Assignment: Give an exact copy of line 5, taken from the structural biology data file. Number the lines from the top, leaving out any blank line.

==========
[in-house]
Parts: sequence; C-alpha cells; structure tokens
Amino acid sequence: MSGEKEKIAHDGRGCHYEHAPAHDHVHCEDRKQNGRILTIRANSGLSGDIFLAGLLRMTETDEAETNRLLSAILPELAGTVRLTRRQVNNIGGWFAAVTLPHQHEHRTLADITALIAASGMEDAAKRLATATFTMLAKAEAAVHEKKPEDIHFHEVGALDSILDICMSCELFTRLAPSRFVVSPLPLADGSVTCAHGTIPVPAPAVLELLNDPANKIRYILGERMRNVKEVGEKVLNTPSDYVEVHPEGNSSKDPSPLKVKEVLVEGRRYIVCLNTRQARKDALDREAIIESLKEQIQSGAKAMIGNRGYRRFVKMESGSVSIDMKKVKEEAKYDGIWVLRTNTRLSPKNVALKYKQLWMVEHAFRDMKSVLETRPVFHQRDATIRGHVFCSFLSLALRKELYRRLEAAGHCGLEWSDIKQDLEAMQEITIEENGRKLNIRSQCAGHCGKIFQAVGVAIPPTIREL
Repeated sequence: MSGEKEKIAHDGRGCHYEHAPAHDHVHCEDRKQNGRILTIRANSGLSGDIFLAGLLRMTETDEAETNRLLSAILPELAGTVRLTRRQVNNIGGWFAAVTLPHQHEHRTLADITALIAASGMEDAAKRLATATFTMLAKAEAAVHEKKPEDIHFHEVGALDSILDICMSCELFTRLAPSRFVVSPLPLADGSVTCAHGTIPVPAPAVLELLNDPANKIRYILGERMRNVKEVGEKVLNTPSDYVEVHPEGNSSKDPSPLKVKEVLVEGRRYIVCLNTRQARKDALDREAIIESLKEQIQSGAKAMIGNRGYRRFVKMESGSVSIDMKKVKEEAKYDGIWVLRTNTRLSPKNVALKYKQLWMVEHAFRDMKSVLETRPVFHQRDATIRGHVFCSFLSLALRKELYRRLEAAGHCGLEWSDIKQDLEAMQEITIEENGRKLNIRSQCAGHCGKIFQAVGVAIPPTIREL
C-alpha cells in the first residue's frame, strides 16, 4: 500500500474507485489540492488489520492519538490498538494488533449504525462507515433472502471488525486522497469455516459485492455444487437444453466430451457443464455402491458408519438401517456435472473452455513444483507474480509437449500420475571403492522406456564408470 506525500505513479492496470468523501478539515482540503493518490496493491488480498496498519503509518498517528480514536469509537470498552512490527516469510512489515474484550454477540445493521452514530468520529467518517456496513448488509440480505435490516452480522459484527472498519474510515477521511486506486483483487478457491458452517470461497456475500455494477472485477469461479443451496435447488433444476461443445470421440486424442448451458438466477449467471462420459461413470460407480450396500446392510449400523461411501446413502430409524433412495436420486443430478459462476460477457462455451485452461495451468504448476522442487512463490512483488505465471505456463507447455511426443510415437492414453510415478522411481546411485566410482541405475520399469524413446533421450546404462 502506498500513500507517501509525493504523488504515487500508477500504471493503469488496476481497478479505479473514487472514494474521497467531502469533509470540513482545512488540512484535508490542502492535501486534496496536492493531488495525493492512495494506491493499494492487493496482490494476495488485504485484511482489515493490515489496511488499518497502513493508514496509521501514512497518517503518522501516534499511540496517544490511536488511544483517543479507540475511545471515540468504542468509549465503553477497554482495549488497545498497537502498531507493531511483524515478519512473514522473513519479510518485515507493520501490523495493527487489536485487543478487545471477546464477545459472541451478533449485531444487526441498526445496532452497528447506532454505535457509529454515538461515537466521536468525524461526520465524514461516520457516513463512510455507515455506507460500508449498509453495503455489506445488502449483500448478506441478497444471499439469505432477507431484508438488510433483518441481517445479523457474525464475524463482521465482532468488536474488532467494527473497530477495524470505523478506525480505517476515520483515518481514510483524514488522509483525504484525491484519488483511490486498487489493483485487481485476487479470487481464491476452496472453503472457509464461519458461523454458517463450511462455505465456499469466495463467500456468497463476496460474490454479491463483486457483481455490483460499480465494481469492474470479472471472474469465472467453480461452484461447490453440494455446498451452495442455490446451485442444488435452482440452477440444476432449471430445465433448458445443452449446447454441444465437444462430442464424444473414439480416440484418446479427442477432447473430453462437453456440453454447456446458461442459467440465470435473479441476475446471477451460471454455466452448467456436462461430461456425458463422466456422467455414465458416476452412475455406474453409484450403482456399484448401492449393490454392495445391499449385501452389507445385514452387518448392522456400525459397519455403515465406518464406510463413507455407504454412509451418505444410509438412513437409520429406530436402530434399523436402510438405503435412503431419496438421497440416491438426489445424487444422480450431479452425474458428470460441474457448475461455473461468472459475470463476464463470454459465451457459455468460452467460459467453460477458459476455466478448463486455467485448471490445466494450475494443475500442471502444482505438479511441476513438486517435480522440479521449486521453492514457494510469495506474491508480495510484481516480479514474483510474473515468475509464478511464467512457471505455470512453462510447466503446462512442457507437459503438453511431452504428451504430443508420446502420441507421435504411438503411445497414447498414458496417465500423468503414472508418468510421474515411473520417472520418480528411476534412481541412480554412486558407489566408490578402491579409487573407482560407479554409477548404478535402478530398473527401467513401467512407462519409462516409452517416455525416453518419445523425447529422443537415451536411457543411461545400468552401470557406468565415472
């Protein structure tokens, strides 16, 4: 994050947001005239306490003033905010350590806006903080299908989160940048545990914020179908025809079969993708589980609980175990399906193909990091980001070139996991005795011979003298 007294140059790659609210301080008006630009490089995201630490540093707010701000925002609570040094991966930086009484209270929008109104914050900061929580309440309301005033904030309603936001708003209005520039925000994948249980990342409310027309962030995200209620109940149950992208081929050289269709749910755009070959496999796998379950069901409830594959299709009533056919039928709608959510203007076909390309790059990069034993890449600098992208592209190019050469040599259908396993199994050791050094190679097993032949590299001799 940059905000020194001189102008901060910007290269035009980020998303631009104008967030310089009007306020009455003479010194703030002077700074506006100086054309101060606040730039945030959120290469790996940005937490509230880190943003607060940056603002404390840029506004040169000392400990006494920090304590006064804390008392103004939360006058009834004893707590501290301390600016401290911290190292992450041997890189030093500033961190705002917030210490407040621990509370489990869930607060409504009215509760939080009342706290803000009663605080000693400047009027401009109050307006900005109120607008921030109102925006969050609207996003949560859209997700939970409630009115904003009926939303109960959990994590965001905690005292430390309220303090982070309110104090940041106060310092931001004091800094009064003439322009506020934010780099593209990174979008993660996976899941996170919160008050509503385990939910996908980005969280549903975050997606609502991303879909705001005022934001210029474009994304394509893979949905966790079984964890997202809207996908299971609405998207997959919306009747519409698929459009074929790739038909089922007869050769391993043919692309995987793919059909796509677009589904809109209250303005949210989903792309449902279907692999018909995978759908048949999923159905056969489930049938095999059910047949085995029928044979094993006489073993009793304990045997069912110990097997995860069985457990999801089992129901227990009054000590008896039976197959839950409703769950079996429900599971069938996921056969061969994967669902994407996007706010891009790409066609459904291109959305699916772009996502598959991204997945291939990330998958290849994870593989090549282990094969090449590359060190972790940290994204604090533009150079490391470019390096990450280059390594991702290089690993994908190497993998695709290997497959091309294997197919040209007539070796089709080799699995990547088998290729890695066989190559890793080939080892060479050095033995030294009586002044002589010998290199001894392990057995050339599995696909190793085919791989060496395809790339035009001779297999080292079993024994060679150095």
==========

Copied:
C-alpha cells in the first residue's frame, strides 16, 4: 500500500474507485489540492488489520492519538490498538494488533449504525462507515433472502471488525486522497469455516459485492455444487437444453466430451457443464455402491458408519438401517456435472473452455513444483507474480509437449500420475571403492522406456564408470 506525500505513479492496470468523501478539515482540503493518490496493491488480498496498519503509518498517528480514536469509537470498552512490527516469510512489515474484550454477540445493521452514530468520529467518517456496513448488509440480505435490516452480522459484527472498519474510515477521511486506486483483487478457491458452517470461497456475500455494477472485477469461479443451496435447488433444476461443445470421440486424442448451458438466477449467471462420459461413470460407480450396500446392510449400523461411501446413502430409524433412495436420486443430478459462476460477457462455451485452461495451468504448476522442487512463490512483488505465471505456463507447455511426443510415437492414453510415478522411481546411485566410482541405475520399469524413446533421450546404462 502506498500513500507517501509525493504523488504515487500508477500504471493503469488496476481497478479505479473514487472514494474521497467531502469533509470540513482545512488540512484535508490542502492535501486534496496536492493531488495525493492512495494506491493499494492487493496482490494476495488485504485484511482489515493490515489496511488499518497502513493508514496509521501514512497518517503518522501516534499511540496517544490511536488511544483517543479507540475511545471515540468504542468509549465503553477497554482495549488497545498497537502498531507493531511483524515478519512473514522473513519479510518485515507493520501490523495493527487489536485487543478487545471477546464477545459472541451478533449485531444487526441498526445496532452497528447506532454505535457509529454515538461515537466521536468525524461526520465524514461516520457516513463512510455507515455506507460500508449498509453495503455489506445488502449483500448478506441478497444471499439469505432477507431484508438488510433483518441481517445479523457474525464475524463482521465482532468488536474488532467494527473497530477495524470505523478506525480505517476515520483515518481514510483524514488522509483525504484525491484519488483511490486498487489493483485487481485476487479470487481464491476452496472453503472457509464461519458461523454458517463450511462455505465456499469466495463467500456468497463476496460474490454479491463483486457483481455490483460499480465494481469492474470479472471472474469465472467453480461452484461447490453440494455446498451452495442455490446451485442444488435452482440452477440444476432449471430445465433448458445443452449446447454441444465437444462430442464424444473414439480416440484418446479427442477432447473430453462437453456440453454447456446458461442459467440465470435473479441476475446471477451460471454455466452448467456436462461430461456425458463422466456422467455414465458416476452412475455406474453409484450403482456399484448401492449393490454392495445391499449385501452389507445385514452387518448392522456400525459397519455403515465406518464406510463413507455407504454412509451418505444410509438412513437409520429406530436402530434399523436402510438405503435412503431419496438421497440416491438426489445424487444422480450431479452425474458428470460441474457448475461455473461468472459475470463476464463470454459465451457459455468460452467460459467453460477458459476455466478448463486455467485448471490445466494450475494443475500442471502444482505438479511441476513438486517435480522440479521449486521453492514457494510469495506474491508480495510484481516480479514474483510474473515468475509464478511464467512457471505455470512453462510447466503446462512442457507437459503438453511431452504428451504430443508420446502420441507421435504411438503411445497414447498414458496417465500423468503414472508418468510421474515411473520417472520418480528411476534412481541412480554412486558407489566408490578402491579409487573407482560407479554409477548404478535402478530398473527401467513401467512407462519409462516409452517416455525416453518419445523425447529422443537415451536411457543411461545400468552401470557406468565415472